Reviewed By Simon Milburn
Published 17 May, 2016
October Tide is, for many, probably a band that would go unnoticed. Formed by Katatonia alumi Fredrik Norrman and Jonas Renske in 1994, the band released their first two long players in Rain Without End (1997) and Grey Dawn (1999). During the former part of this period, the band’s underground profile was kept intact by choosing not to tour or do any press. Perhaps their mantra was simply to let the music do the talking in an attempt to establish an identity other than “that band featuring those guys from Katatonia”. I’m not entirely sure. Perhaps not surprisingly, the group disbanded after the release of their sophomore album.
The group remained dormant until 2009 when Fred Norrman left Katatonia and resurrected October Tide. Norrman put the band back together sans Renske and the result 18 months later was the excellent A Thin Shell. The album continued the band’s doomier, deathier take on the sound of the band’s heritage in what was their shining star to date. It was my first introduction to the band as well so it still sits very well with me to this day. Their fourth long player didn’t quite have the same impact on me, as nice as it was.
As far as the positives go for the band’s fifth album, Winged Waltz is everything you should expect from October Tide. Clocking in at a hefty 52 minutes, the eight tracks of lengthy, doom-laden melo-doom-death are drenched with resonating guitars that are topped with powerful, guttural vocals. The songs are well structured, mostly engaging and true to form as far as operating within the parameters that are typically associated with October Tide.
The thing is with any genre that is crowded these days, is that it becomes more and more difficult to stand out. This is where October Tide will fall by the wayside because as tight as the album is, and as good as it sounds, and as much as Winged Waltz ticks all the boxes as far as their genre mix of melodeath-cross-doom-death goes, the band lacks anything that makes both themselves and this album stand out with their chosen field. Sure it’s heavy, it’s dense, dark and dripping with the cold, harsh feel of a bleak Nordic winter, but there are countless other bands who manage to deliver albums with all of that as well. The fact that it the band seems to want to keep their collective toes in both melodeath and doom-death pools doesn’t really help either. October Tide tends to try to walk the line between both genres, which might make it more difficult for their work to appeal to diehards of either crowd. Perhaps that’s their intention. Perhaps that is how they wish to push the limit with what they do. Either way, there’s not enough here to really be able to call October Tide unique.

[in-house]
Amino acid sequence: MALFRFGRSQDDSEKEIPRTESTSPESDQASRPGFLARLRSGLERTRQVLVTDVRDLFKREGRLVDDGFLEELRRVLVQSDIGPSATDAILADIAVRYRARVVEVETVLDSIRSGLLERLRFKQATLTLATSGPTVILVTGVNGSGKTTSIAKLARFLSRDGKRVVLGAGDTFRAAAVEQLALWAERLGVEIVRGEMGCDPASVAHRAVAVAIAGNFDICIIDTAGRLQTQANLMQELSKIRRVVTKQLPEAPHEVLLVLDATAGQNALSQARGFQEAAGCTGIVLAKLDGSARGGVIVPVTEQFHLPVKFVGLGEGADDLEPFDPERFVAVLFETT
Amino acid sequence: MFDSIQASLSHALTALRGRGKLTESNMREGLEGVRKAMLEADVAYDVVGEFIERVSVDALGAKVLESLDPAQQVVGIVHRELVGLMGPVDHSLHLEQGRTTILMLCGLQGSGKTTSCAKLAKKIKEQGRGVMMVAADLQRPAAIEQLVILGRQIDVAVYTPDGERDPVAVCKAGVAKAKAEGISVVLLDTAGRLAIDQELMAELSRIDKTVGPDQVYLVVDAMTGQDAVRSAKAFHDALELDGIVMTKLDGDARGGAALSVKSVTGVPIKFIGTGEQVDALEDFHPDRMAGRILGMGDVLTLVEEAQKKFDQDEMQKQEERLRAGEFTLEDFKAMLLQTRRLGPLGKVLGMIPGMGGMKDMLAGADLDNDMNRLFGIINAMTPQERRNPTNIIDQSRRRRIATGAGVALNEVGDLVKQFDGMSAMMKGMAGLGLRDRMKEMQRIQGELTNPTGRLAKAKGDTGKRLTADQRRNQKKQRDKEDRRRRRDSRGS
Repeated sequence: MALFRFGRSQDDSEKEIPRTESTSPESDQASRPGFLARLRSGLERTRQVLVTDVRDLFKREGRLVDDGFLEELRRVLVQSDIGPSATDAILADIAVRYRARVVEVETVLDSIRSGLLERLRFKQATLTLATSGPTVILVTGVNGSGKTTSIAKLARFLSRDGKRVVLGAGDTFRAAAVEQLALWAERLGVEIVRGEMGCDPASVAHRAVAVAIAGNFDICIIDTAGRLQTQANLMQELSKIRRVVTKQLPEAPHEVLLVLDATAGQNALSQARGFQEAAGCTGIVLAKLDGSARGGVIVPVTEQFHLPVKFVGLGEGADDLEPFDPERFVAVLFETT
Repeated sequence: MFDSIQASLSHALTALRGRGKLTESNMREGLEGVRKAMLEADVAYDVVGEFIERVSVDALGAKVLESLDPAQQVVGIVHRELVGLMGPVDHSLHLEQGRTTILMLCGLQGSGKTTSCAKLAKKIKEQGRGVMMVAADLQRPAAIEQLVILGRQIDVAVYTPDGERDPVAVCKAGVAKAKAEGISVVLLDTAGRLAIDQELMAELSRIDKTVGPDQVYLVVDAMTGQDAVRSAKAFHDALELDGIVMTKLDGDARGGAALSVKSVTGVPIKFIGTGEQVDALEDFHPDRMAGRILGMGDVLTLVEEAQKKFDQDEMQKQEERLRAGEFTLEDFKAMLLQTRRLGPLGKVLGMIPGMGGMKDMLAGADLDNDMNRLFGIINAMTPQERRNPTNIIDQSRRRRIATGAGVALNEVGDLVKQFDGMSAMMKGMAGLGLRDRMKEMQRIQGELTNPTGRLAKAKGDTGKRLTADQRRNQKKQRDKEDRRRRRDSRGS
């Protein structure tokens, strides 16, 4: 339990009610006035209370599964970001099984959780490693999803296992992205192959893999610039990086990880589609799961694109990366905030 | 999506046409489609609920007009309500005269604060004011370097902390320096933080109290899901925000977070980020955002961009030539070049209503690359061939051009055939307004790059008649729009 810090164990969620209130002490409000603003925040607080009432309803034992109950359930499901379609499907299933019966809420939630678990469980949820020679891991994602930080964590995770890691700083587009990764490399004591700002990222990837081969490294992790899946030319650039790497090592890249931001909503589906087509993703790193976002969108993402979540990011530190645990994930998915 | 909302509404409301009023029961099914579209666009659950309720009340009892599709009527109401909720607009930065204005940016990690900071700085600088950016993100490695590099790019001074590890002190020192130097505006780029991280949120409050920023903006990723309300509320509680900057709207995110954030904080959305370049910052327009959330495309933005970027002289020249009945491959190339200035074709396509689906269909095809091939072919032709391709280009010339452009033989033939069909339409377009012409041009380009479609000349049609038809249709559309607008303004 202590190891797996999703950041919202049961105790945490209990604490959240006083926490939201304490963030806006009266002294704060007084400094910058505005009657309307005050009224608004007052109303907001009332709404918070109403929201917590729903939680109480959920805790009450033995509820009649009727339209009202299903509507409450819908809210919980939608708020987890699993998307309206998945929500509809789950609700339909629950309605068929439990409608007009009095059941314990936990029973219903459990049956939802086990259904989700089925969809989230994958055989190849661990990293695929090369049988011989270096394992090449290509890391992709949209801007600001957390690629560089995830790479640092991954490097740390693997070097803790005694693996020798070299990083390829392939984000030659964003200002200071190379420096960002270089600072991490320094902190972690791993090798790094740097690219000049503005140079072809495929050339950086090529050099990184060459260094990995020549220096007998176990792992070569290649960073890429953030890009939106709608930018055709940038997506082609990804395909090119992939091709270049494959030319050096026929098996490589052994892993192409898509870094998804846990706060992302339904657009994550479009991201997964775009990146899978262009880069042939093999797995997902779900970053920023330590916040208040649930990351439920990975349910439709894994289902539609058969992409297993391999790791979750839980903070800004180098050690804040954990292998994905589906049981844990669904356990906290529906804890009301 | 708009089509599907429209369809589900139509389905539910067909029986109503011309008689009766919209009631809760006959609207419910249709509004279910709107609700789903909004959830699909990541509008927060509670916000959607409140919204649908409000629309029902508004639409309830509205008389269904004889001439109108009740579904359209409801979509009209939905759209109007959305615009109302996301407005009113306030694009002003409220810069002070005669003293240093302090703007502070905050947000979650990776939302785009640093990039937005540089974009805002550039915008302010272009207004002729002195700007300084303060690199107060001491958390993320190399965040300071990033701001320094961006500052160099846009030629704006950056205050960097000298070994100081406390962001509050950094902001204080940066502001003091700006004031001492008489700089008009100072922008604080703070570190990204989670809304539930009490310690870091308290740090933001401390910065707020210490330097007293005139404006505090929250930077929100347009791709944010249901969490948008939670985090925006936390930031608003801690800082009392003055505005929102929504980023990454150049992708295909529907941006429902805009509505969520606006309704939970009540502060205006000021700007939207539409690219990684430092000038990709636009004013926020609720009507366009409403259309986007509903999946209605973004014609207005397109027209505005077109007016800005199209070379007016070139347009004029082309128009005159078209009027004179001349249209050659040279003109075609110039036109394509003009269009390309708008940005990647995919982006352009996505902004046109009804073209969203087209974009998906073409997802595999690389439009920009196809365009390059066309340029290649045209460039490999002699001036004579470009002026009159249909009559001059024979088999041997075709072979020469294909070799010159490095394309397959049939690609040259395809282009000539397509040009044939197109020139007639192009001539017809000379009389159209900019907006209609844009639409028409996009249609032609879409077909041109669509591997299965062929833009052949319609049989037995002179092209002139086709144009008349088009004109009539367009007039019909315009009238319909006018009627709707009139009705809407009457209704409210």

As mentioned, it is difficult to stand out in a saturated genre, and really that’s the only thing that is against this album. Oh, well, to be fair, perhaps a little bit of editing wouldn’t go astray either. I’m not sure what the answer is to the first of those problems regarding what a band could do to stand out more. What that means ultimately is that Winged Waltz will probably go unnoticed by many a fan of doom death metal, and that’s a damned shame because the album is quite easy on the ear throughout.
October Tide might not have covered new territory with Winged Waltz but for what it is within the doom death genre, it manages to stand pretty solid overall, albeit unremarkably so. It’s a classic example of a good but not great album. It feels unfair to say it because I like the album and it feels right but in saying so it just doesn’t have anything that makes it stand out significantly above the rest.